Sleeping Disorders: The Magnesium & Calcium Connection

sleeping disorders: the magnesium and calcium connection

“A good laugh and a long sleep are the best cures in the doctor’s book,” so says an Irish proverb, and if there’s truth in it, most of us could use more of the medicine of sleep.

It is estimated that almost 1 out of every 3 adults have difficulty falling asleep or staying asleep. There are of course hundreds of reasons that can disrupt sleep once it starts, or prevent you from falling asleep in the first place. Physiologically, one of the key contributors can be a lack of magnesium or melatonin – or both.

Among Canadians who have learned first-hand the benefits of magnesium, a great night’s sleep is cited as the most appreciated. In hundreds of Natural Calm testimonies, the restoration of a good night’s sleep is the most frequently cited benefit.

Insomnia can be the most noticeable symptom of magnesium deficiency. Lack of magnesium can result in over-excitement and nervousness, keeping the electrical signals in your brain firing, causing you to wake up prematurely, or preventing sleep in the first place.

The most prevalent sleep disorders can all be related to magnesium deficiency, including:

  • difficulty falling asleep
  • abrupt awakening from sleep
  • jerking and other disruptive
  • talking in your sleep
  • Restless Leg Syndrome (RLS)

A nutrition research project at the United States Department of Agriculture found that “a diet inadequate in magnesium caused changes in brain waves–electrical activity in the brain” when subjects were at rest. These findings build on a growing body of evidence pointing to magnesium deficiency as a cause of sleep disturbances, including agitated sleep and frequent waking.

Magnesium helps relax muscles and nerves to support deep, restful sleep. Common leg cramps and RLS, characterized by jumpy, twitchy, overactive limbs can be treated by calming magnesium. The same goes for tension headaches, the result of a tightening of the muscles in the neck and scalp, and migraines, triggered by the exaggerated firing of nerves.

And that’s not all: magnesium activates melatonin, a sleep-inducing hormone. Without enough magnesium, your body won’t get those natural cues to wind down and slip into restorative sleep.

The Calcium Connection

Typically, North American diets are heavily skewed in favour of calcium. Not only do many opt for dairy products over magnesium-rich plant sources, increasingly people consume calcium-fortified products. As a result, the average North American consumes five to ten times more calcium than magnesium.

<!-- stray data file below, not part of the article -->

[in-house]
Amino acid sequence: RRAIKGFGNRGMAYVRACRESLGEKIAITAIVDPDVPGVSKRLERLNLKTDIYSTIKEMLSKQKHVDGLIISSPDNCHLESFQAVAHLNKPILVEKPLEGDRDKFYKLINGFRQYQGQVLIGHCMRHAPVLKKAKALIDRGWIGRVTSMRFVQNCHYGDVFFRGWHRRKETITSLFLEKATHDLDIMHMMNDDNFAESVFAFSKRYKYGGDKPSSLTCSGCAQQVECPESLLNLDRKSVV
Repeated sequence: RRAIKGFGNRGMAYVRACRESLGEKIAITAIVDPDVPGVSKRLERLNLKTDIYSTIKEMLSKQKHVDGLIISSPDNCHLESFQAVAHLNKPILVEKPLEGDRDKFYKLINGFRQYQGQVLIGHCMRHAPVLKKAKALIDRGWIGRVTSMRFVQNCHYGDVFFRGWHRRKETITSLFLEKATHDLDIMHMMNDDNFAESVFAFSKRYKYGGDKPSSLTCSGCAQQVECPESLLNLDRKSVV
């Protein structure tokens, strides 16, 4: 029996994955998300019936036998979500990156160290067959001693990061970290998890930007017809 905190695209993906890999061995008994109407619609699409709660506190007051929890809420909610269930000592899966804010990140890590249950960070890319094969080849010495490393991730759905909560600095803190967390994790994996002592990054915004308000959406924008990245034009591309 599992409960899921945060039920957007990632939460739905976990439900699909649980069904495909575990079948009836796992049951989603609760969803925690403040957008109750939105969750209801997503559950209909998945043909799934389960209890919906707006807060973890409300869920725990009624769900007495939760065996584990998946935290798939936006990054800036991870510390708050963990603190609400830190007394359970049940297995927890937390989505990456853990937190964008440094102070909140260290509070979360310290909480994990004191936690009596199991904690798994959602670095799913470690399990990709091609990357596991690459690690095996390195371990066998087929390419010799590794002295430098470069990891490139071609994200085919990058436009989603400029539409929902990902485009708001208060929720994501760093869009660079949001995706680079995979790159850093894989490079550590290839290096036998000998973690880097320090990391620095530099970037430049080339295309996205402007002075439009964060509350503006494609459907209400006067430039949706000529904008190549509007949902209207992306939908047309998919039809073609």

There’s a certain logic behind the warm glass of milk theory, and it’s instructive as a starting point for understanding the mechanisms of nutrients and sleep. Milk contains tryptophan, a precursor to melatonin commonly associated with turkey dinners. Milk’s calcium aids in the uptake of tryptophan, speeding relaxation. However, without enough magnesium, high calcium creates an imbalance; that imbalance can set in the tension that prevents sound sleep.

According to Darcy Sutherland, a Registered Nutritional Consultant Practitioner (RNCP) practicing in Toronto, “magnesium has, in recent years, taken a back seat to calcium. There’s been an emphasis on the importance of calcium and vitamin D for bone health, but taking these supplements on their own can throw off the body’s balance.”

Without magnesium, the signals to relax are impeded. More calcium, for most, is not the answer. Better absorption of calcium through an adequate supply of magnesium is a better solution.

Magnesium supplementation has been a proven natural sleep aid both by helping you stay asleep and to fall asleep faster

When Magnesium Supplementation Isn’t Enough

If you have tried Natural Calm at bedtime for several nights in a row and have been one of the few who has not experienced an improved night’s sleep, it could be that your body is not producing enough melatonin.

Melatonin is sometimes referred to as the Dracula hormone because its release is brought on naturally by darkness. As such it regulates our internal clocks, increasing when we should feel sleepy and dropping with morning light. Artificial light – including television sets in the bedroom – is enough to inhibit the production of melatonin.

And as we age, our natural production of melatonin declines. After the age of 40, this decrease can be significant.

Should you continue to experience difficulties sleeping even in dark rooms, you may want to add a few drops of Heavenly Sleep liquid melatonin to your night-time Natural Calm magnesium drink. So remember Heavenly Sleep along with Natural Calm magnesium is the ultimate sleep solution.

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